US2003010082329. März 200129. Mai 2003Daryl KipkeDevice for creating a neural interface and method for making same
US2003011490617. Dez. 200119. Juni 2003Theracardia, Inc.Apparatus and methods for deploying cardiac electrodes
US2003018746117. Juni 20022. Okt. 2003Chin Albert K.Releasable guide and method for endoscopic cardiac lead placement
US2004000626420. Nov. 20028. Jan. 2004Mojarradi Mohammad M.Neural prosthetic micro system
US2004010282818. Apr. 200327. Mai 2004Lowry David WarrenMethods and systems employing intracranial electrodes for neurostimulation and/or electroencephalography
US2004010616920. Febr. 20033. Juni 2004Evans Daron G.System and method for metabolyte neuronal network analysis
US2004019923530. März 20047. Okt. 2004Imad YounisElectrode system for neural applications
US2005000462725. Okt. 20026. Jan. 2005Peter GibsonAuditory midbrain implant
US2005002111621. Juli 200327. Jan. 2005Jiping HeElectrode for implant in live tissue with flexible region to accommodate micro-movement
US2005002111721. Juli 200327. Jan. 2005Jiping HeFlexible integrated head-stage for neural interface
US2005013764722. Dez. 200323. Juni 2005Scimed Life Systems, Inc.Method of intravascularly delivering stimulation leads into direct contact with tissue
US200502226473. Nov. 20046. Okt. 2005Wahlstrand Carl DLead electrode for use in an MRI-safe implantable medical device
US2006012267721. Okt. 20058. Juni 2006Vardiman Arnold BVarious apparatus and methods for deep brain stimulating electrodes
US2006017326312. Juli 20053. Aug. 2006Jiping HeNeural interface assembly and method for making and implanting the same
US200602477492. Mai 20052. Nov. 2006Advanced Bionics CorporationCompliant stimulating electrodes and leads and methods of manufacture and use
US20060258951 *13. Juli 200616. Nov. 2006Baxano, Inc.Spinal Access and Neural Localization
US200602768662. Juni 20067. Dez. 2006Mccreery Douglas BMicroelectrode array for chronic deep-brain microstimulation for recording
US2006028201414. Juni 200614. Dez. 2006The Regents Of The University Of MichiganFlexible polymer microelectrode with fluid delivery capability and methods for making same
US200700731308. Nov. 200429. März 2007Dudley FinchShape-memory polymer coated electrodes
US2007012376510. Okt. 200631. Mai 2007Hetke Jamille FModular multichannel microelectrode array and methods of making same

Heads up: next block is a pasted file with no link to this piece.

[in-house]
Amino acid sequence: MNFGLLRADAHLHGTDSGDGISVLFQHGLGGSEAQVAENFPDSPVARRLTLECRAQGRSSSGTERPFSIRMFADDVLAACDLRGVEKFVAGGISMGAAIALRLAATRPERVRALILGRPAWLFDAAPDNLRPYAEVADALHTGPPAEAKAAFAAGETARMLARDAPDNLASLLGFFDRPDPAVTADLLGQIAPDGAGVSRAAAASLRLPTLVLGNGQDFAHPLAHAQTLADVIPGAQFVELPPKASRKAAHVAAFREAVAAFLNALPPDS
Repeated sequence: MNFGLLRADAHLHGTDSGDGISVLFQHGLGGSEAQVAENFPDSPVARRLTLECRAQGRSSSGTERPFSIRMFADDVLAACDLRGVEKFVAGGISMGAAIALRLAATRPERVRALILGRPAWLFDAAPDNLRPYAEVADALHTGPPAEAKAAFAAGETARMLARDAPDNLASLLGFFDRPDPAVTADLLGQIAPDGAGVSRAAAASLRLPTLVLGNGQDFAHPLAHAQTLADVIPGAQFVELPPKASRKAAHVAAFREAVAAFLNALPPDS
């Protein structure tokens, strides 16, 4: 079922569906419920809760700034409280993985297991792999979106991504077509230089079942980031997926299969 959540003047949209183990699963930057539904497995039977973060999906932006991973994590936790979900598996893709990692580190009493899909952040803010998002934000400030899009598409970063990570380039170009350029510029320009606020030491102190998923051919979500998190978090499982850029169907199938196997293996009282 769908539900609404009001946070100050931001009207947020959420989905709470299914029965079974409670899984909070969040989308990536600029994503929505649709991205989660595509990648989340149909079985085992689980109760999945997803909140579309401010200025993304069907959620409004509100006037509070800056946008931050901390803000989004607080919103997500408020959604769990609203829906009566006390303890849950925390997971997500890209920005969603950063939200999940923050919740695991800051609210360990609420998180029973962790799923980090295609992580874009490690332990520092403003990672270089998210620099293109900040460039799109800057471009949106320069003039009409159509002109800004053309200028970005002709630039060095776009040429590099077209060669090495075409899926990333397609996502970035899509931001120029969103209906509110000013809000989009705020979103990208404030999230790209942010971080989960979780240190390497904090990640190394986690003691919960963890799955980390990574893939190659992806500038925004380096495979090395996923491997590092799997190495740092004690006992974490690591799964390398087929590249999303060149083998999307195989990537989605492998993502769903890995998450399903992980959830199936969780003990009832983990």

US2007013588530. Nov. 200614. Juni 2007Cochlear LimitedFlexible electrode assembly having variable pitch electrodes for a stimulating medical device
US200801329705. Dez. 20065. Juni 2008Giancarlo BarolatMethod and system for treatment of intractable scrotal and/or testicular pain
US200802554391. Juni 200516. Okt. 2008California Institute Of TechnologyMicrofabricated Neural Probes and Methods of Making Same
US2008026258413. März 200823. Okt. 2008Bottomley Paul AMethods and apparatus for fabricating leads with conductors and related flexible lead configurations
US2009009955514. Okt. 200816. Apr. 2009Ingmar ViohlReduction of rf induced tissue heating using conductive surface pattern
US2009010206830. Mai 200823. Apr. 2009Pellinen David SSystem and method to manufacture an implantable electrode
US2009011880617. Okt. 20087. Mai 2009Vetter Rio JThree-dimensional system of electrode leads
US2009013204217. Okt. 200821. Mai 2009Hetke Jamille FImplantable device including a resorbable carrier
US200901499344. Dez. 200811. Juni 2009Cardiac Pacemakers, Inc.Implantable lead with shielding
US2009017142120. Okt. 20062. Juli 2009Ergin AtalarMri-safe high impedance lead systems
US2009018719617. Okt. 200823. Juli 2009Vetter Rio JGuide tube for an implantable device system
US200902344262. März 200917. Sept. 2009Pellinen David SImplantable electrode and method of making the same
US2009024031424. März 200924. Sept. 2009Kong K CImplantable electrode lead system with a three dimensional arrangement and method of making the same
US200902481182. Juni 20091. Okt. 2009Boston Scientific Neuromodulation CorporationApparatus and method for determining the relative position and orientation of neurostimulation leads
US2009025397712. Juni 20098. Okt. 2009Kipke Daryl RIntracranial neural interface system
US2009029916726. Jan. 20073. Dez. 2009Seymour John PMicroelectrode with laterally extending platform for reduction of tissue encapsulation
US2009031277012. Juni 200917. Dez. 2009Takashi Daniel Yoshida KozaiProbe insertion device for implanting a probe into tissue
US2010003029821. Sept. 20074. Febr. 2010Koninklijke Philips Electronics N.V.Tissue stimulation method and apparatus
US2010014521630. Dez. 200910. Juni 2010Arizona Board Of Regents For And On Behalf Of Arizona State UniversityNeural Interface Assembly and Method For Making and Implanting The Same
US2010014542216. Nov. 200910. Juni 2010The Regents Of The University Of MichiganMethod for manufacturing an implantable electronic device
US201100930522. Aug. 201021. Apr. 2011Anderson David JNeural interface system
US201101546556. Jan. 201130. Juni 2011Hetke Jamille FModular multichannel microelectrode array and methods of making same
WO2006138358A314. Juni 20064. Okt. 2007Univ Michigan Technology Man OFlexible polymer microelectrode with fluid delivery capability and methods for making same
WO2007042999A29. Okt. 200619. Apr. 2007Neuronexus TechnologiesModular multichannel microelectrode array and methods of making same